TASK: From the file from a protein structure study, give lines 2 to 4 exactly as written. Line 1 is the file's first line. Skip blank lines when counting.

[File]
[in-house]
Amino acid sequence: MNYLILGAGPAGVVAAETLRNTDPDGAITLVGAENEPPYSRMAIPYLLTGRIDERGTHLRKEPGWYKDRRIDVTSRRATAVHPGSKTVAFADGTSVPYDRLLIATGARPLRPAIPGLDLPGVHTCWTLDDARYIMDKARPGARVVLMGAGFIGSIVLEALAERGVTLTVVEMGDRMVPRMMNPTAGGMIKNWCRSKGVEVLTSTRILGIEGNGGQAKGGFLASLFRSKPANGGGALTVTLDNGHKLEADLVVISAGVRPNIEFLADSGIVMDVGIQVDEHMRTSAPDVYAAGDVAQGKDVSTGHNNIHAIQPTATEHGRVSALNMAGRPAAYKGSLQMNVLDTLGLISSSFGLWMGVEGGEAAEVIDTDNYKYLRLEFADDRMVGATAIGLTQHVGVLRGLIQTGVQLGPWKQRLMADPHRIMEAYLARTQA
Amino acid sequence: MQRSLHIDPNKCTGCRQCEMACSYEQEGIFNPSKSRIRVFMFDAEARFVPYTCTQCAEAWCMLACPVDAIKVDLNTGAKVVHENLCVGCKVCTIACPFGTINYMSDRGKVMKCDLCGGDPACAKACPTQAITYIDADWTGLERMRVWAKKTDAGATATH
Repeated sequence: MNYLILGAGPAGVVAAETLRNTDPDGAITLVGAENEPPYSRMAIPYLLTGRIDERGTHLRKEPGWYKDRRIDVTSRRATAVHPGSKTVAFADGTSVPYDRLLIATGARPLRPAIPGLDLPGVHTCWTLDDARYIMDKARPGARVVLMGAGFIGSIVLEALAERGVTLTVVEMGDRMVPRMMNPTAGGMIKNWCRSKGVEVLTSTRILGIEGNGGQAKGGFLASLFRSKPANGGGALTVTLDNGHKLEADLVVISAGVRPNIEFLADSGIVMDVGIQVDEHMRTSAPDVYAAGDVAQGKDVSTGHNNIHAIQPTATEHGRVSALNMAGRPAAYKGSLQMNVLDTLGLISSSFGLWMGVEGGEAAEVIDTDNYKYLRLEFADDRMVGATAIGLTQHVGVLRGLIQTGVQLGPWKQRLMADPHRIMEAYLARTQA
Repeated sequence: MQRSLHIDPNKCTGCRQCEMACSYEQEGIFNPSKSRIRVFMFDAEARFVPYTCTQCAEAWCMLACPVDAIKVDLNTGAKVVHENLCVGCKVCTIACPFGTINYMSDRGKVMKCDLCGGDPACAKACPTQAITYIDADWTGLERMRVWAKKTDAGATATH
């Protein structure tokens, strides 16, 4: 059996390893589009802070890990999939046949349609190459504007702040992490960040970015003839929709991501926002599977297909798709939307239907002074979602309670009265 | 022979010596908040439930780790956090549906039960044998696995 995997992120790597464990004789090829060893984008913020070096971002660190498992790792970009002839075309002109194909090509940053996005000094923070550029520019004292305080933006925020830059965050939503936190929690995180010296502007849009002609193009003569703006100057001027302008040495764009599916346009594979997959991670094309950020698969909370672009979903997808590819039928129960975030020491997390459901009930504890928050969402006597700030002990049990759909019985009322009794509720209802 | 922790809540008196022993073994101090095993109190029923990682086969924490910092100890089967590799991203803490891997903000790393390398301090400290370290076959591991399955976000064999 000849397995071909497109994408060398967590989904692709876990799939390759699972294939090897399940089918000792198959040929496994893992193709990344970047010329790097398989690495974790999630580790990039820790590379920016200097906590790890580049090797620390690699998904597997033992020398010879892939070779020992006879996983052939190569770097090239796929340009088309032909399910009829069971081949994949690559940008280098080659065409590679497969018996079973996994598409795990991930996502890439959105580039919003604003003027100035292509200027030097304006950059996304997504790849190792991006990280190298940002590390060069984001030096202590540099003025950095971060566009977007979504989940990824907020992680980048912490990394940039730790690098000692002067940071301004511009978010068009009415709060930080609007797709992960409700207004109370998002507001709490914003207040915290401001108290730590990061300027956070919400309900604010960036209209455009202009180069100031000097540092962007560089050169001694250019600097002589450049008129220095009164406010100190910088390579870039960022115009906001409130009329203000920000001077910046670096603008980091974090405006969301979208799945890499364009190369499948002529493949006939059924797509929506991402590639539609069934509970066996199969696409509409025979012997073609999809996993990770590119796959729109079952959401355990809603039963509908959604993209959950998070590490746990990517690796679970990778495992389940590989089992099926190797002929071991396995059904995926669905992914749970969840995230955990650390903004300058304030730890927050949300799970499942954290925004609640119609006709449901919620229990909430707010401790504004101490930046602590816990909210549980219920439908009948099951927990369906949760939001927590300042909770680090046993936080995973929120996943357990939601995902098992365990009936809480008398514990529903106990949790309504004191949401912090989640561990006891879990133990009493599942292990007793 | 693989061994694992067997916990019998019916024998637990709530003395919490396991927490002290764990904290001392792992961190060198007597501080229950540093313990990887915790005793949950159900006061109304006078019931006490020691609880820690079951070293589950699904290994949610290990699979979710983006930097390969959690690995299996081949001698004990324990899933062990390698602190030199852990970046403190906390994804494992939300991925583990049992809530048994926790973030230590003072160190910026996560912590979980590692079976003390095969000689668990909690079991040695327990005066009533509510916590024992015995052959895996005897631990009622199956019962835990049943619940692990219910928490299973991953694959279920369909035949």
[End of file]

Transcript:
Amino acid sequence: MNYLILGAGPAGVVAAETLRNTDPDGAITLVGAENEPPYSRMAIPYLLTGRIDERGTHLRKEPGWYKDRRIDVTSRRATAVHPGSKTVAFADGTSVPYDRLLIATGARPLRPAIPGLDLPGVHTCWTLDDARYIMDKARPGARVVLMGAGFIGSIVLEALAERGVTLTVVEMGDRMVPRMMNPTAGGMIKNWCRSKGVEVLTSTRILGIEGNGGQAKGGFLASLFRSKPANGGGALTVTLDNGHKLEADLVVISAGVRPNIEFLADSGIVMDVGIQVDEHMRTSAPDVYAAGDVAQGKDVSTGHNNIHAIQPTATEHGRVSALNMAGRPAAYKGSLQMNVLDTLGLISSSFGLWMGVEGGEAAEVIDTDNYKYLRLEFADDRMVGATAIGLTQHVGVLRGLIQTGVQLGPWKQRLMADPHRIMEAYLARTQA
Amino acid sequence: MQRSLHIDPNKCTGCRQCEMACSYEQEGIFNPSKSRIRVFMFDAEARFVPYTCTQCAEAWCMLACPVDAIKVDLNTGAKVVHENLCVGCKVCTIACPFGTINYMSDRGKVMKCDLCGGDPACAKACPTQAITYIDADWTGLERMRVWAKKTDAGATATH
Repeated sequence: MNYLILGAGPAGVVAAETLRNTDPDGAITLVGAENEPPYSRMAIPYLLTGRIDERGTHLRKEPGWYKDRRIDVTSRRATAVHPGSKTVAFADGTSVPYDRLLIATGARPLRPAIPGLDLPGVHTCWTLDDARYIMDKARPGARVVLMGAGFIGSIVLEALAERGVTLTVVEMGDRMVPRMMNPTAGGMIKNWCRSKGVEVLTSTRILGIEGNGGQAKGGFLASLFRSKPANGGGALTVTLDNGHKLEADLVVISAGVRPNIEFLADSGIVMDVGIQVDEHMRTSAPDVYAAGDVAQGKDVSTGHNNIHAIQPTATEHGRVSALNMAGRPAAYKGSLQMNVLDTLGLISSSFGLWMGVEGGEAAEVIDTDNYKYLRLEFADDRMVGATAIGLTQHVGVLRGLIQTGVQLGPWKQRLMADPHRIMEAYLARTQA